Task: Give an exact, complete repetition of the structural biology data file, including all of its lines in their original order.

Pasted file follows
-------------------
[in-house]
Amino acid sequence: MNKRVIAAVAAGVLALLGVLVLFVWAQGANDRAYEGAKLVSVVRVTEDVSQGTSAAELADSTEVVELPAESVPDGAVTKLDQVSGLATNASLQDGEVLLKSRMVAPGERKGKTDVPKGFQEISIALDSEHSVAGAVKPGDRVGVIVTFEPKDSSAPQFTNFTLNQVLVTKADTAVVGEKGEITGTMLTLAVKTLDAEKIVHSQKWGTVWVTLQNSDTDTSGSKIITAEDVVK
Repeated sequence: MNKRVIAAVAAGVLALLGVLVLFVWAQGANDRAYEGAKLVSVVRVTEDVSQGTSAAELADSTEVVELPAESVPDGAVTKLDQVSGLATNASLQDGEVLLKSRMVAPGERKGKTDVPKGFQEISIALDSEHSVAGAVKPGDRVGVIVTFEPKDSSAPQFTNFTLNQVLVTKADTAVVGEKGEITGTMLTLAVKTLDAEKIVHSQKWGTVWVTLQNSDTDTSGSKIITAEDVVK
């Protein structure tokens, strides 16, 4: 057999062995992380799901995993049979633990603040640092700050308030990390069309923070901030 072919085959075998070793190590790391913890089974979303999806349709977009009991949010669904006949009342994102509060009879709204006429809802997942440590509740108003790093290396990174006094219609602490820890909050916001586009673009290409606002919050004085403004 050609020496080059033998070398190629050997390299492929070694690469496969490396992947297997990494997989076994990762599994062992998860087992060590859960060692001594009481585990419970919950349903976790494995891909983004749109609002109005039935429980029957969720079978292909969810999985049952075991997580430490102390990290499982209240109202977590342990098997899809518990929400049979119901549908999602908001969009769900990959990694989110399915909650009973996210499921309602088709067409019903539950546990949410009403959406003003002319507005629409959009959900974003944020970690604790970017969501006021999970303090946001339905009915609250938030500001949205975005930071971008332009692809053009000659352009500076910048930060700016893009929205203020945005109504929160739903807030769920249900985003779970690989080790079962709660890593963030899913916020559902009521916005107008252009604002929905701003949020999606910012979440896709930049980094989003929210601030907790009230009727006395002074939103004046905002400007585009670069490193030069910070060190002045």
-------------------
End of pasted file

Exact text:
[in-house]
Amino acid sequence: MNKRVIAAVAAGVLALLGVLVLFVWAQGANDRAYEGAKLVSVVRVTEDVSQGTSAAELADSTEVVELPAESVPDGAVTKLDQVSGLATNASLQDGEVLLKSRMVAPGERKGKTDVPKGFQEISIALDSEHSVAGAVKPGDRVGVIVTFEPKDSSAPQFTNFTLNQVLVTKADTAVVGEKGEITGTMLTLAVKTLDAEKIVHSQKWGTVWVTLQNSDTDTSGSKIITAEDVVK
Repeated sequence: MNKRVIAAVAAGVLALLGVLVLFVWAQGANDRAYEGAKLVSVVRVTEDVSQGTSAAELADSTEVVELPAESVPDGAVTKLDQVSGLATNASLQDGEVLLKSRMVAPGERKGKTDVPKGFQEISIALDSEHSVAGAVKPGDRVGVIVTFEPKDSSAPQFTNFTLNQVLVTKADTAVVGEKGEITGTMLTLAVKTLDAEKIVHSQKWGTVWVTLQNSDTDTSGSKIITAEDVVK
């Protein structure tokens, strides 16, 4: 057999062995992380799901995993049979633990603040640092700050308030990390069309923070901030 072919085959075998070793190590790391913890089974979303999806349709977009009991949010669904006949009342994102509060009879709204006429809802997942440590509740108003790093290396990174006094219609602490820890909050916001586009673009290409606002919050004085403004 050609020496080059033998070398190629050997390299492929070694690469496969490396992947297997990494997989076994990762599994062992998860087992060590859960060692001594009481585990419970919950349903976790494995891909983004749109609002109005039935429980029957969720079978292909969810999985049952075991997580430490102390990290499982209240109202977590342990098997899809518990929400049979119901549908999602908001969009769900990959990694989110399915909650009973996210499921309602088709067409019903539950546990949410009403959406003003002319507005629409959009959900974003944020970690604790970017969501006021999970303090946001339905009915609250938030500001949205975005930071971008332009692809053009000659352009500076910048930060700016893009929205203020945005109504929160739903807030769920249900985003779970690989080790079962709660890593963030899913916020559902009521916005107008252009604002929905701003949020999606910012979440896709930049980094989003929210601030907790009230009727006395002074939103004046905002400007585009670069490193030069910070060190002045």